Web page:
Our invitation awaits our reply.

Homily 240 –Twenty-fifth Sunday after Pentecost
Holy Transfiguration Orthodox Church, Ames, Iowa
December 11, 2016

In the Name of the Father, and of the Son, and of the Holy Spirit, One God.

Many are called – and many are the excuses.

What are we called to? The Gospel tells us we are called to something like a banquet – a great banquet.

No one knows the details, but God has invited us, and is even now preparing it for us. And no one knows when the supper call will be.

Now, there really isn’t a good excuse to miss this banquet. Commerce, or even marriage – not a good excuse.

Nothing – no thing – should get in the way of this banquet. Because without this banquet, we will die. We will be disconnected from life

At first, it was the people of Israel, the Jews, who were invited. And they had excuses galore.

They were so caught up in the activities of this life, this world, they forgot their covenant. They forgot their God.

We have no king but Caesar, they cried. And Caesar was in the Roman thought, a god.

They forgot – they could have no other gods.

And now, that covenant has come to us – We are to have no other gods than God, our creator.

Why? What’s this about, this self-absorbed God?

Well – He tells us plainly that He is a jealous God. He loves us, and doesn’t wish to share us. With anybody, or anything.

That’s the way it was in the garden. It was Him, and us. We didn’t share Him, and He didn’t share us. That was true life, abundant life.

Then something got in the way. Something came between God and us – God and humanity. And that thing was … us. We fell in love with ourselves, cheating on God with ourselves.

And God became sad.

Love isn’t about us, it is about the one we love. To say that someone is in love with themselves isn’t a compliment – quite the opposite. It’s an insult.

Simply put, love must be directed outside ourselves. There is simply no other way – and our fallen life shows us as much.

We can’t offer our love to someone – anyone – and then ignore them, or pursue what we want.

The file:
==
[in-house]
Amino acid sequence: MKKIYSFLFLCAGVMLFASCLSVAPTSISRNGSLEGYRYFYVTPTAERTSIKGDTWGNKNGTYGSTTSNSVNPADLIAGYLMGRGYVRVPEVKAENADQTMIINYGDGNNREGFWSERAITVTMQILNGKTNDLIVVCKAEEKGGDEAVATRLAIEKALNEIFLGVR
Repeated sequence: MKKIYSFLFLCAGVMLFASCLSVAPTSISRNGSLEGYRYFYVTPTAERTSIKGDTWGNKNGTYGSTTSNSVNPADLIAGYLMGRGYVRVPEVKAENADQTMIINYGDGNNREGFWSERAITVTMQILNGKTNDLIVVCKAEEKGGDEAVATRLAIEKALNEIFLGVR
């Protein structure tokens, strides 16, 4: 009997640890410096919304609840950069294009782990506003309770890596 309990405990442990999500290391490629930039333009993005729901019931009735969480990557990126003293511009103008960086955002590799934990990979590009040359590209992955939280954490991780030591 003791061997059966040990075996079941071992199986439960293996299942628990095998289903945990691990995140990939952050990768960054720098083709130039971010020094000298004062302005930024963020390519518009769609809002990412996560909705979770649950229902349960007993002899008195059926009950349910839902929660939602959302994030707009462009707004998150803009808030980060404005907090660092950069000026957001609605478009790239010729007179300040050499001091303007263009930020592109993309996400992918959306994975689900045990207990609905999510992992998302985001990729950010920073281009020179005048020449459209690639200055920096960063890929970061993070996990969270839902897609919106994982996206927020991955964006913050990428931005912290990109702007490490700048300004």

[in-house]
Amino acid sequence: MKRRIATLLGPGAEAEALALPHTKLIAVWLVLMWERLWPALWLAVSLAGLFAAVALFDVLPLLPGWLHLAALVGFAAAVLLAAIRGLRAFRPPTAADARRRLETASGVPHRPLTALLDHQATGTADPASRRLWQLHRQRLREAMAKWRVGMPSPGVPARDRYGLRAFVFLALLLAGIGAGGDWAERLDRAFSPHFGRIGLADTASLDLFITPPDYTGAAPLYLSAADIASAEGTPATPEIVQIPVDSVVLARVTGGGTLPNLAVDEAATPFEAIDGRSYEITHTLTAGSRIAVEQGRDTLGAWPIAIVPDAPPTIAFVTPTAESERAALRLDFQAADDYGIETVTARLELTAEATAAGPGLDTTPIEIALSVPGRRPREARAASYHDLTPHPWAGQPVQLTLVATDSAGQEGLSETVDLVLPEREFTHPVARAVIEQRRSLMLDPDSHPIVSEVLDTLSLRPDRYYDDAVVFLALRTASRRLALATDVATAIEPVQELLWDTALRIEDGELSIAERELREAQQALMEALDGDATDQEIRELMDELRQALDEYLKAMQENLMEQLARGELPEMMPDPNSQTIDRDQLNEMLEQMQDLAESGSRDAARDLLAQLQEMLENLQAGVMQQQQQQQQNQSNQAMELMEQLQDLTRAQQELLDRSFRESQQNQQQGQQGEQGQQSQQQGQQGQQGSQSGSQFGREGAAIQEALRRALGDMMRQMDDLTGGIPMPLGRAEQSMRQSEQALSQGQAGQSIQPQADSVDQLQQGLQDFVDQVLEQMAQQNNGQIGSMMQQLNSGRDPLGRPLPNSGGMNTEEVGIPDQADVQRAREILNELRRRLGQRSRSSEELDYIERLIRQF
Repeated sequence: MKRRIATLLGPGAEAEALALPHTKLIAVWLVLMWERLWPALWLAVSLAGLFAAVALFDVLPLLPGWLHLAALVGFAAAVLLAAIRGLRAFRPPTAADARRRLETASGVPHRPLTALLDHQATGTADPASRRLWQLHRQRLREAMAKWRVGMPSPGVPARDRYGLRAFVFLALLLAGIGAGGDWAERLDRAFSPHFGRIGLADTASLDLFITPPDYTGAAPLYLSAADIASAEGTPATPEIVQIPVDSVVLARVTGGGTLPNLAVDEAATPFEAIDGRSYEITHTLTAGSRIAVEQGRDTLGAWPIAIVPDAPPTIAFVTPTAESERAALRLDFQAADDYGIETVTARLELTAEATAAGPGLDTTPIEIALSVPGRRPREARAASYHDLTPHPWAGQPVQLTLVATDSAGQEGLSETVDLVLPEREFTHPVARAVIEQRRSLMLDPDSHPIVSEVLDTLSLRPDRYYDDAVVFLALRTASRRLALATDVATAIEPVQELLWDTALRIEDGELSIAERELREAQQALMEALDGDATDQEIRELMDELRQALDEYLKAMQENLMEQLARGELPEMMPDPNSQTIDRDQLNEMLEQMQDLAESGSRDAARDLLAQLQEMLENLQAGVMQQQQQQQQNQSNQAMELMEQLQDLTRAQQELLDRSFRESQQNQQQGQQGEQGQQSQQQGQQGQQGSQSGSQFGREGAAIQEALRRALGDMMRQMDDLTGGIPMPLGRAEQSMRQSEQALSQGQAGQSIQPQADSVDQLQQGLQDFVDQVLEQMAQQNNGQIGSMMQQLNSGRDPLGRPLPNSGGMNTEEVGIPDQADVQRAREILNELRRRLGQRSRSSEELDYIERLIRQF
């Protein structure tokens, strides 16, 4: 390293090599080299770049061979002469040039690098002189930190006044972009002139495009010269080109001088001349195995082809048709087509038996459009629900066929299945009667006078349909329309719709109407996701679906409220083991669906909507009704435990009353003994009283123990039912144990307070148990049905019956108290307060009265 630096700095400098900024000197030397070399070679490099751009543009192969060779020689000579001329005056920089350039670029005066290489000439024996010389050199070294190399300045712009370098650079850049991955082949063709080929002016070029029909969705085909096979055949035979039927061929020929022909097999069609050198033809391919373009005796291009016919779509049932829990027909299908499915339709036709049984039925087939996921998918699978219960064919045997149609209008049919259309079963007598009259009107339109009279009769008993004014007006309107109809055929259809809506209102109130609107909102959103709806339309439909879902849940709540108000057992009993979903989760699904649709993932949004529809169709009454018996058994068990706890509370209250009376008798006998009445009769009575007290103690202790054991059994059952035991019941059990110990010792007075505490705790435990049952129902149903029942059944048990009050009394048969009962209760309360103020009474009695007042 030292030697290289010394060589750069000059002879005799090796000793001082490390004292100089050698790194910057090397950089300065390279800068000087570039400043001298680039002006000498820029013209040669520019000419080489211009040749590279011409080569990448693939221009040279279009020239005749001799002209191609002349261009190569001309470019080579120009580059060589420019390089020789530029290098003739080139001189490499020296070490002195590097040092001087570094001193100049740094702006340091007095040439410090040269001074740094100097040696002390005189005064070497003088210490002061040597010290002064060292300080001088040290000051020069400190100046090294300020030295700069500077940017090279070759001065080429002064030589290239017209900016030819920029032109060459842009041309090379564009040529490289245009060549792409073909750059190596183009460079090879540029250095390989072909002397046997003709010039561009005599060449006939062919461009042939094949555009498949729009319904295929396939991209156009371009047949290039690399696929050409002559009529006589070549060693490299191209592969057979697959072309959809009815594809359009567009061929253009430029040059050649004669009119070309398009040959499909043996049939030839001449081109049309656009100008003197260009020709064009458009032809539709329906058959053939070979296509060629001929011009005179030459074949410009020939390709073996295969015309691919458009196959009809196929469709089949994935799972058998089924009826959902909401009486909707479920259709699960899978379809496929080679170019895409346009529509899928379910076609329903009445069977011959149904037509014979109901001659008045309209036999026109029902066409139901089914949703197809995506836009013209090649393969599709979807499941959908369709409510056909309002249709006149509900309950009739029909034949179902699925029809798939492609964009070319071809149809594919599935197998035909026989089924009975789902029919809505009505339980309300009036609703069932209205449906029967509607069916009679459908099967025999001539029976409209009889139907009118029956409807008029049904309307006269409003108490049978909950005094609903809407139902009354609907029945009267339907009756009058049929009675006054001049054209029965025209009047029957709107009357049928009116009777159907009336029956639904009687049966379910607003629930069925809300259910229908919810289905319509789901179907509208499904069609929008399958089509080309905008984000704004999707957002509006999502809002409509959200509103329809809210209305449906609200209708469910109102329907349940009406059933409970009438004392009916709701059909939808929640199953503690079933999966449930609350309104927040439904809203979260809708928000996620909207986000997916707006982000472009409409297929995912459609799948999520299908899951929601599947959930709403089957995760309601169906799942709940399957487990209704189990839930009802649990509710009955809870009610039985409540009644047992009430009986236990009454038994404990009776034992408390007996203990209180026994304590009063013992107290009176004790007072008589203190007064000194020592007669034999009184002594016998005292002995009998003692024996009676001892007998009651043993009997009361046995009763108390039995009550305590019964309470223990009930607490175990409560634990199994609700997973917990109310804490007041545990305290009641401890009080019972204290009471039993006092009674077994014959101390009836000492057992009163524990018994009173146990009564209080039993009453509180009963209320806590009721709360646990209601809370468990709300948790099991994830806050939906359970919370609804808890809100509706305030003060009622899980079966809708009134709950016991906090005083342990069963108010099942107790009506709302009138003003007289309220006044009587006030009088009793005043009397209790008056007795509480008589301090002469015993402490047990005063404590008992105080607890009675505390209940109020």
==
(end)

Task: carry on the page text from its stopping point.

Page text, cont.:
Offering our love involves giving. Considering only their needs. Only their wants. Only their desires. Nothing of our own.

That is love, and that is what God expects from His creation. Not compulsion. Nothing forced. But freely offered love.

So, ignoring this banquet is telling God with our actions that we don’t love Him, we rather love ourselves.

There is a huge problem with that, however.

We cannot give ourselves life. We cannot offer ourselves existence. Only God is self-existing. Only God can say “I AM.” The rest of us can only thank God who said “Let there be …”

That is the source of our existence. God said, let there be. And we exist. We have nothing to say in return. We can do nothing for ourselves, after all.

St. Paul in the reading from his letter to the Corinthians tells us this also.

He tells us that the banquet will be our coming out party. A cotillion of sorts. I don’t know if they have cotillions here, but they did in the south. It was the equivalent of a bat mitzvah for non-Jewish girls. Their introduction to the community, particularly to society.

And so, we will be revealed, presented, at this Banquet that is being prepared. Christ will be revealed as the source of life, and we will be revealed as His bride.

It will be our wedding. And it would be a shame to miss our wedding. A deadly shame, cutting ourselves off from Christ who, as Paul says, is our life.

So what are we to do? St. Paul is very explicit. Put to death what is earthly in you: sexual immorality, impurity, depraved passions, lust and greed – which is idolatry.

That was once part of our life, before we knew the source of our existence. Now, we put them all away: anger, rage, evil, slander, and shameful language.

We have put on a new “self” – we are in effect remade.

St. Paul cautions us not to lie to one another. If we may add, neither lie to ourselves.

We have been remade, we are being remade, we will be remade. It is a process that the Church calls “theosis.” We become new creations, reborn.

We are made new.

And we are made new to return to the Garden of Eden, the Garden of Life, where nothing will get in the way of our love for God. And God’s love for us.

In the Name of the Father, and of the Son, and of the Holy Spirit, One God. Glory to Jesus Christ!